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Gentlefolk;

This most likely falls into the type of discussion in which one calculates how much time is saved by switching to a carbon frame... anyway...

I sadly, only ride my bike about once a week. Since the derailleur is spring-actuated -- at least going in one direction -- is there an optimal gear to leave the bike in for storage that does minimal stress to the spring on the derailleur?

Or is this a totally irrelevant concern?

Now, an expansion of this question goes to winter storage, for what may be irrlevant for a week's layoff may NOT be irrelevant to a three-four month layoff.

Thx!

Don
 

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I leave mine in the gear I want to start off in the next time I ride it. Basically, it doesn't matter. Do whatever suits your needs.
 

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Still On Steel
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Cadent said:
Or is this a totally irrelevant concern?
^^^ This.

The older of my two bikes was built up in early 1993 and has spent most winters of its life leaning against the wall in the laundry room, untouched for months. I never gave a thought to what gear I left it in.

I rode the bike three times in the last week. It still shifts like it did when it was new.
 

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Cycling induced anoesis
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Add me to those leaving it in the gear combo I'll start out in next time out.

Since I tear my bikes down, clean, lube and rebuild them annually, once that's completed I'll either reinstall the 'old' chain (if there's any life left) and shift to small/ small (yes, I cross chain ALL winter!! :eek:) or if installing new, just wait till spring.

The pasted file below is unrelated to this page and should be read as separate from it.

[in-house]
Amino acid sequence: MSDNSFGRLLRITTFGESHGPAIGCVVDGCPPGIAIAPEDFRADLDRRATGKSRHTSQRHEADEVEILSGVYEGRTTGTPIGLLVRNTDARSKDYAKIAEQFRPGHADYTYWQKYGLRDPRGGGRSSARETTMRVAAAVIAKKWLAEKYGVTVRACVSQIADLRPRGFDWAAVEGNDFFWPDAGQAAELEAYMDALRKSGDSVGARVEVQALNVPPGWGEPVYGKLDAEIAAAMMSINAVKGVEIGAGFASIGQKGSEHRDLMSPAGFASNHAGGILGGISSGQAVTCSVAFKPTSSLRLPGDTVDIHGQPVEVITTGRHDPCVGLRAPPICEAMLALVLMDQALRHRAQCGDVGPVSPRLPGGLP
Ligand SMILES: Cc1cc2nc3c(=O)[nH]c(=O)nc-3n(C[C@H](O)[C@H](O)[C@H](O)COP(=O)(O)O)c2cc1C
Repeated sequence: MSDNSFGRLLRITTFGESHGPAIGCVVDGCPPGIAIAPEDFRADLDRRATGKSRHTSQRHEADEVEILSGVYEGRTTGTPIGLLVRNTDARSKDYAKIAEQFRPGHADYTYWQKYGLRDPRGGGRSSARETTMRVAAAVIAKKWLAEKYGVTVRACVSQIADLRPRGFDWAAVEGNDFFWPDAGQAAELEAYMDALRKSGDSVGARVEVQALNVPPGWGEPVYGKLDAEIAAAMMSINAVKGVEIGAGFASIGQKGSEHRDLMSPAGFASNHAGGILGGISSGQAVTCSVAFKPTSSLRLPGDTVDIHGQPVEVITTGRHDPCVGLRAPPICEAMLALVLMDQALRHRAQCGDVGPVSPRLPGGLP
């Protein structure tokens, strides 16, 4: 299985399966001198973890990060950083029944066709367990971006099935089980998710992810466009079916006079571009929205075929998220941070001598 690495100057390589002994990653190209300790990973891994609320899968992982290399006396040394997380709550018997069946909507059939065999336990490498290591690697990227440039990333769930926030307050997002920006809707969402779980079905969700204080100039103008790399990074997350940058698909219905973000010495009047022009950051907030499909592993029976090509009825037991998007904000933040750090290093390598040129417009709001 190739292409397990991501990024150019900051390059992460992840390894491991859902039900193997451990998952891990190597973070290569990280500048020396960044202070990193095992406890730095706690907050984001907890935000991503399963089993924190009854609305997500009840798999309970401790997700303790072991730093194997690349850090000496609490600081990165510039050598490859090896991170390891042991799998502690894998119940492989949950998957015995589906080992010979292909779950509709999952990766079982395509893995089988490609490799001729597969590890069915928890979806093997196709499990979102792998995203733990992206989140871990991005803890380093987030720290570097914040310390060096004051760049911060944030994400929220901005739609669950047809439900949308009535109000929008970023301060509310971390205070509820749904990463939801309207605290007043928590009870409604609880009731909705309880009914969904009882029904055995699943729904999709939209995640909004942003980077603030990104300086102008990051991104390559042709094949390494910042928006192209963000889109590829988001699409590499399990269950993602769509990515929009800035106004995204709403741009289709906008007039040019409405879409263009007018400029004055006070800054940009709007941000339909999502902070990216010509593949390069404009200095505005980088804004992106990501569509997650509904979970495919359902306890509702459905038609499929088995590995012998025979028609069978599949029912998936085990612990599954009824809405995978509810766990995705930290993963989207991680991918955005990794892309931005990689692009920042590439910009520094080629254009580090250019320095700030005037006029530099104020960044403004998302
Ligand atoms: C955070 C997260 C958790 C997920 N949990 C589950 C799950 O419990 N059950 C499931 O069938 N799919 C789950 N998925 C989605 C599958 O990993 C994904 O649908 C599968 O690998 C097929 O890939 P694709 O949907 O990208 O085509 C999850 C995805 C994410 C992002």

Funny reading your post, because IIRC they used to recommend storing (even short term) with chain in small/ small back in the 60's (I think) to minimize cable stretch.
 

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J24
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PJ352 said:
Add me to those leaving it in the gear combo I'll start out in next time out.

Funny reading your post, because IIRC they used to recommend storing (even short term) with chain in small/ small back in the 60's (I think) to minimize cable stretch.
Actually it was to lessen tension on the spring that returns the derailleurs to their lowest position/cog/chainring
 

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J24 said:
Actually it was to lessen tension on the spring that returns the derailleurs to their lowest position/cog/chainring
Thanks. I knew someone with a memory (and possibly older than I) would be able to clarify that. :)
 

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small/small.
Only because I have to take my rear wheel off to get the bike in the car.
Small rear gear is the easiest gear to put the wheel back on.

I really don't think it matters.
 

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PJ...you're going to have post a newbie acronym primer...as much as I enjoy and learn from your voluminous velo-smarts, I find myself scratching my head from time to time as to what the heck one of your 'nyms means. I've been fairly successful (over the course of an hour or two, on occasion) deciphering until now. IIRC??? Infrared Insect Remote Control? Inner Illinois Regional Cooperative?